Monthly Archives: November 2013

Set up your own Mumble server for speaking with your friends while gaming

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Sometimes I game with some friends. For the time we are playing Payday2 which requires a lot of teamwork. Chatting using the ingame chat system is not the best or fastest way, there is simply no time for it. That’s why I decided to make a Mumble server.

What is Mumble?

Mumble is like teamspeak, ventrilo or skype. It is a online “chat room” but with microphones instead of keyboards (VoIP, Voice Over IP), It’s like a conference call on the phone, but over the internet so it’s free. This makes it good for gaming, since you can speak about what to do in-game without having to use time typing and reading.

Why Mumble and not the other softwares

Some say, Mumble is the best.. But actually they are all great, exept Skype (It uses up all your internet connection so there is nothing left for the game).
I choose mumble personally because it’s open source, and the server can run on Linux.

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How to configure a distributed file system with replication using GlusterFS

How to configure a distributed file system with replication using GlusterFS
3.67 (73.33%) 3 votes

Distributed file system between multiple servers is a thing I have planned for a long time, but I never got around to it because I first had to find the right filesystem for it.
After a lot of research, I found that GlusterFS was the right file system for me.

My plan was to use a distributed filesystem to share the content of my webservers to make sure all my webservers had the same content on their pages at all time and using some sort of high availability to make sure the content was always there.
To this I used a tool in Linux called Lsyncd before I set up my GlusterFS cluster, this worked well and did live syncing of all the servers using rsync. But there was one problem with it.
If I uploaded a lot of files (20+) to one webserver, and it started to sync to the other webserver before I was finished copying, the result would be that some of the files ended up corrupt, and this was a problem for me!

My distributed file system overview

Here is the overview of the setup I am making, it’s not pretty but I’m sure it’s a lot more easy to explain the setup using a simple mspaint drawing than with text!

GlusterFS distributed file system overview

As you can see in the picture above, I have build this with high availability in mind, since I want my websites to always be up and running!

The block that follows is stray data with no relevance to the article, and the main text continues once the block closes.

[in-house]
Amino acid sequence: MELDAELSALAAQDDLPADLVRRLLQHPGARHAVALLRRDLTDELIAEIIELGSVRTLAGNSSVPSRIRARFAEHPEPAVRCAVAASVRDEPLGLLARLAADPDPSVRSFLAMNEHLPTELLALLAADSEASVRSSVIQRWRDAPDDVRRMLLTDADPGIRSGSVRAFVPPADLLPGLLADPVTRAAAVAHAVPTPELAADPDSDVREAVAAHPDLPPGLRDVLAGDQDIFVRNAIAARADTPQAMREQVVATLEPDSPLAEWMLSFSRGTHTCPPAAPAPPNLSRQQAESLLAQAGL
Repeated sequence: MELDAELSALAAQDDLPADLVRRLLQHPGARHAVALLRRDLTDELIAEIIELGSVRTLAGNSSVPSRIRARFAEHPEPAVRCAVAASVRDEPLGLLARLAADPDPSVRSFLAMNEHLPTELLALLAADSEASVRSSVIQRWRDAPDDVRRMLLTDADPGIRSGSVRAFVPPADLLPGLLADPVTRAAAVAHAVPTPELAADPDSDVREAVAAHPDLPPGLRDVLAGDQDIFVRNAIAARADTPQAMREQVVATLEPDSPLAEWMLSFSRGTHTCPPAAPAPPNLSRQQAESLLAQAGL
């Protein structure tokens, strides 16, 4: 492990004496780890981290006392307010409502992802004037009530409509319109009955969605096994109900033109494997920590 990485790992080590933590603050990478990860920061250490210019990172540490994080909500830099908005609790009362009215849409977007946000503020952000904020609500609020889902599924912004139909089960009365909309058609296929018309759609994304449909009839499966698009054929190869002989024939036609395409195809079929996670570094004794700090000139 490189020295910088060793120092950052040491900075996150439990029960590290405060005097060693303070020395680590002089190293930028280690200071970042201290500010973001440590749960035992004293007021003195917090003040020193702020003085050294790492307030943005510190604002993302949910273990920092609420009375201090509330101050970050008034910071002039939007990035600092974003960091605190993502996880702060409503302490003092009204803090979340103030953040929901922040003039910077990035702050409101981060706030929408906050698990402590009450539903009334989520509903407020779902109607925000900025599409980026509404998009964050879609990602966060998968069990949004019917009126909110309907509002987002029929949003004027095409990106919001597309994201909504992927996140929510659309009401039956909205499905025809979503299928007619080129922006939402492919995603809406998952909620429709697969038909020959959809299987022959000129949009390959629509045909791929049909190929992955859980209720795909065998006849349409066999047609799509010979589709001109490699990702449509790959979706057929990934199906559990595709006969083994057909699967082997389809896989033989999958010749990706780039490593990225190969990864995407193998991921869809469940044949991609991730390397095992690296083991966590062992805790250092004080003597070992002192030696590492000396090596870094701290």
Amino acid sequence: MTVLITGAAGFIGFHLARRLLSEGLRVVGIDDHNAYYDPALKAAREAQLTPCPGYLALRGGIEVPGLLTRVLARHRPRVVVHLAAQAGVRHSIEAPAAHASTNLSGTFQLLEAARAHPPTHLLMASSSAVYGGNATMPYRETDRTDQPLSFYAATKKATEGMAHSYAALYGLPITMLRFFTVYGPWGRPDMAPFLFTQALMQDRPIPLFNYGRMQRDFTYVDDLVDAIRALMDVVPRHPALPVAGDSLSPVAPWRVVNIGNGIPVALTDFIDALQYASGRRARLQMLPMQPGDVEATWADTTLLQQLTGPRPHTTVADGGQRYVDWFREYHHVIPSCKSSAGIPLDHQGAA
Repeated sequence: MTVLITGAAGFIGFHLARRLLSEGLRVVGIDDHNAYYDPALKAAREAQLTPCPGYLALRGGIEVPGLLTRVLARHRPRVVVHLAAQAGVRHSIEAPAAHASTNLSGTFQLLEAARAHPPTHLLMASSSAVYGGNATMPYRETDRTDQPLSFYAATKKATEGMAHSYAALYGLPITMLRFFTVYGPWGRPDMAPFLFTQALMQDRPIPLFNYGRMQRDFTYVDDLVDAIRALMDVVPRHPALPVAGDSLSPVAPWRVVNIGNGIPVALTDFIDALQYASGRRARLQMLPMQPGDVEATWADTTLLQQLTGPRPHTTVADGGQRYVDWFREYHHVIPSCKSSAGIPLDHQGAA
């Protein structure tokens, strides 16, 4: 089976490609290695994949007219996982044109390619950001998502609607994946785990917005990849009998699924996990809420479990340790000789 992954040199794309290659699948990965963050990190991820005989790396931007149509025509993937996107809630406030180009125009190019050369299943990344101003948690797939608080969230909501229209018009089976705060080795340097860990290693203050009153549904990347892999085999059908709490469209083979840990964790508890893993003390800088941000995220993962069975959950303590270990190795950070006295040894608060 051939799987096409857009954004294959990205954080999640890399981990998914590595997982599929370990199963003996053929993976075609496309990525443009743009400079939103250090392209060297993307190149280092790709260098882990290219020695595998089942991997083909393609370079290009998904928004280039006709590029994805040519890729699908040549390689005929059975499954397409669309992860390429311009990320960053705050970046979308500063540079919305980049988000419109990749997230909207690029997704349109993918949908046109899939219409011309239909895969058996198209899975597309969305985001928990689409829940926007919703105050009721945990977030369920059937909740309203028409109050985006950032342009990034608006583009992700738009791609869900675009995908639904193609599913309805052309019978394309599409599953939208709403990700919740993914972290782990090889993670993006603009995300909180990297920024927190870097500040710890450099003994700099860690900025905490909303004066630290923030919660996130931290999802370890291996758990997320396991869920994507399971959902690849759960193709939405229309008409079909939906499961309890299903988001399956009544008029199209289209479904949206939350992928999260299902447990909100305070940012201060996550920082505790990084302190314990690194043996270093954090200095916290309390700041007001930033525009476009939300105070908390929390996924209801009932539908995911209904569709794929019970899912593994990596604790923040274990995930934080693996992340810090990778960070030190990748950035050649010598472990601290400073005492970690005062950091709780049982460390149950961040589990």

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Upgrading Debian Squeeze server to Debian Wheezy server

Upgrading Debian Squeeze server to Debian Wheezy server
3 (60%) 2 votes

My web and others servers was set up on Debian Squeeze about a year ago. and they have been working great. But it thought it was about time to upgrade all my Debian servers to Wheezy instead so I could get some newer updates for packages and in general be up-to-date.

Here is the simple, fast and trouble free way I did it.

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Rsync tips and tricks

Rsync tips and tricks
5 (100%) 2 votes

This post is about tips and tricks for Rsync.

Rsync is a great tool used by many for backup, or just copying data from one server to another and even for local copying of multiple files or syncing folders.

In this post I will show you some examples of what I use rsync for every day

Normally you would use the rsync program like this, to copy files from one folder to another:

rsync -zrav /source/dir/ /destination/dir

What does the parameters do?
z = Compress the data stream, this can improve performance if you copy from one server to another over the network
r = recurse into directories
a = Keep the attributes, this is for example the timestamp on which the file was last modified, or created.
v = Verbose, this just makes sure you see some helpful info while it copies.

If you want to sync and folder to another server via. ssh. you can use the following:

rsync -zrav /local/source/dir/ root@remote-server:/destination/dir/on/remote/server/

There are some other useful parameters you can append to the commands above. Here are some examples that I use a lot:
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